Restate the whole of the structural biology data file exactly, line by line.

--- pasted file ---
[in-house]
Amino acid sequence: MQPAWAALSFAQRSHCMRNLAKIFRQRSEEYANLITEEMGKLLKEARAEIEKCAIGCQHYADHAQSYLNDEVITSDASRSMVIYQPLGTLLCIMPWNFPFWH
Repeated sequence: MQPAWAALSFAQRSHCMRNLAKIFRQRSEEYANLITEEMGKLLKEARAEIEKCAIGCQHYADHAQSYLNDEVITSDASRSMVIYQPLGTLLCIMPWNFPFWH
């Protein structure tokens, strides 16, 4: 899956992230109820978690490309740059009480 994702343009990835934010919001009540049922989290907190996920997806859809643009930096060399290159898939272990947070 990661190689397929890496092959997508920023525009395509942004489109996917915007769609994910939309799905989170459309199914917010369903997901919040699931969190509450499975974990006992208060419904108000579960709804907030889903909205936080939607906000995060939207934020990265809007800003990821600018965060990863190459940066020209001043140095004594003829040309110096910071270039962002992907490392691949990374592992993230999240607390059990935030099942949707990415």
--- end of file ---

[in-house]
Amino acid sequence: MQPAWAALSFAQRSHCMRNLAKIFRQRSEEYANLITEEMGKLLKEARAEIEKCAIGCQHYADHAQSYLNDEVITSDASRSMVIYQPLGTLLCIMPWNFPFWH
Repeated sequence: MQPAWAALSFAQRSHCMRNLAKIFRQRSEEYANLITEEMGKLLKEARAEIEKCAIGCQHYADHAQSYLNDEVITSDASRSMVIYQPLGTLLCIMPWNFPFWH
């Protein structure tokens, strides 16, 4: 899956992230109820978690490309740059009480 994702343009990835934010919001009540049922989290907190996920997806859809643009930096060399290159898939272990947070 990661190689397929890496092959997508920023525009395509942004489109996917915007769609994910939309799905989170459309199914917010369903997901919040699931969190509450499975974990006992208060419904108000579960709804907030889903909205936080939607906000995060939207934020990265809007800003990821600018965060990863190459940066020209001043140095004594003829040309110096910071270039962002992907490392691949990374592992993230999240607390059990935030099942949707990415």